Batumi – From Batumi airport there are taxis to take you the short distance to Batumi (only 5 minutes away). Taxis cost £2 and are the easier and quickest option. The Line 10 bus also runs from there to Ardagani Lake and takes 17 minutes. If you feel like walking, the walk is only an hour.
Feel more confident with someone waiting for you at the airport when you pre-book a transfer with Hoppa, a reliable and safe service for solo females.
Travel onwards (check visas before you travel)
Georgia to Azerbaijan – When you are touring Georgia, there are minibuses which will take you across the Georgian border into Azerbaijan. The overnight train is the best option if you want to head straight to Baku. It departs from Tbilisi Central Railway Station daily at 20.35 and arrives at approximately 09.00 in the morning. The cost differs depending on what class you book and whether you request a lower bunk bed or an upper one.
Tickets cost from £10 to £33. Carriages fit 4 people and you have to make your own bed with the sheets and pillows provided. Buy your ticket from the train station before you travel to ensure you have a seat/bed. Take your passport and cash with you to book the ticket.
Georgia to Armenia – How to travel to Armenia. Overnight trains run from Tbilisi in Georgia to Yerevan in Armenia. Buy your ticket at Tbilisi Central Railway Station and check which evenings the train departs. They should depart daily. They take 9 hours and cost approx £12 – £23 depending on your carriage. A second class ticket costs 65 Lari.
You can also take minibuses from outside Tbilisi Central Station. They leave every 2 hours from 9am and take approximately 6 hours with the van stopping for the border crossing. The minibuses are slightly cheaper than the train.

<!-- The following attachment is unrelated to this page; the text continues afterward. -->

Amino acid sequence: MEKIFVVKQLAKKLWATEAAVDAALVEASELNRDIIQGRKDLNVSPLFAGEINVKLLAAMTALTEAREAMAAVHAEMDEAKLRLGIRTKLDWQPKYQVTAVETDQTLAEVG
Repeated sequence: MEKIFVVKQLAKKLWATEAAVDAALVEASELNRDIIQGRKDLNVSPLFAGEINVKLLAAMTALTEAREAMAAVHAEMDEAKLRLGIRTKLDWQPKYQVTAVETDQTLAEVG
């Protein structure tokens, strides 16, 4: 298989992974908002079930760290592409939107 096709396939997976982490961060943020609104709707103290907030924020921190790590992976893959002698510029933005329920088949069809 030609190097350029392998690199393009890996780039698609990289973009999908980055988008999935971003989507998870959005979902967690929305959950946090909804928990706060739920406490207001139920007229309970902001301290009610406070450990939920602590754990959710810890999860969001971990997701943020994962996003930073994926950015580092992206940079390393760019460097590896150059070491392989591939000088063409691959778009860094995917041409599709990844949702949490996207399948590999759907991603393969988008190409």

Georgia to Turkey – From Sarp in Georgia you can cross into Hopa. If you are not hiring a car you can take a bus from Batumi to the border. The border from Cildir to Arktas-Kartsakhi is another border crossing but you may need to take a taxi to the border. There are minibuses from the border to Cildir.
Georgia to Russia – The border between Kazbegi and Vladikavkav is open to cross but you usually have to take a taxi from Tbilisi.
Where can I go from here?
Azerbaijan – 1 hour 10 mins
Armenia – 30 mins
Turkey – 2.5 hours
- Can I drink the water? Yes but you may want to drink their bottled mineral water called Borjomi instead.
- Is tipping expected? No but a tip of 10-15% can be given if you received good service.
- Fixed price or barter? Fixed price.
- Any ATMs? In the cities yes. Some restaurants accept credit cards.
- Which side of the road do they drive? The right-hand side.
- Good for vegetarians? Georgian cuisine is delicious. They do have vegetarian options such as eggplant rolls, Lobio, risottos and beetroot salads.
- Any seven wonders of the world? No.
- Is Georgia safe for solo female travellers? Yes, but you do need to be careful with pickpockets and check your Foreign Office advice on which regions of the country to avoid.
Map of Georgia
Plan a Trip to Georgia
If you are ready to plan a trip to Georgia here are some useful links to help you plan your trip including airlines which fly there, vaccinations required and events and festivals.
Budget – £15 a day
Capital – Tbilisi
Population – 3.7 million
Language spoken – Georgian, Russian
Local Currency – Georgian Lari
Do I need a visa? You can stay for up to a year, visa free on a British passport
Did you know? Georgia is one of the oldest wine producing regions of the world. Georgia is the birthplace of wine.
Valodia's Cottage Guest House is a charming eco guesthouse by the river. Located 2km from Vardzia, the guesthouse is near the Vardzia gorge and Vardzia Monastery. The rooms are simple and made out of stone or wood. If you are looking for an eco stay with homemade organic food, this guest house is a great option.
Volunteer in Georgia with agencies listed on Go Overseas.
Join a Borjomi farm tour to help develop organic farming in the region. Learn how to reintroduce ancient indigenous crops, and bake bread with local wheat, all whilst tasting famous Georgian cheese.Local Projects
Mind Body & Soul
Georgia is known for its sulphur baths with their rich, healing properties. If you visit Tbilisi, there are several sulphur baths within the Abanotubani district to choose from. The bathhouses are located underground and you can choose from different packages including a massage too. Find out more here
Issues in the Country
Street kids of Georgia. Although Georgia has initiated reforms of its child protection system, many children can still be found living or working on the streets.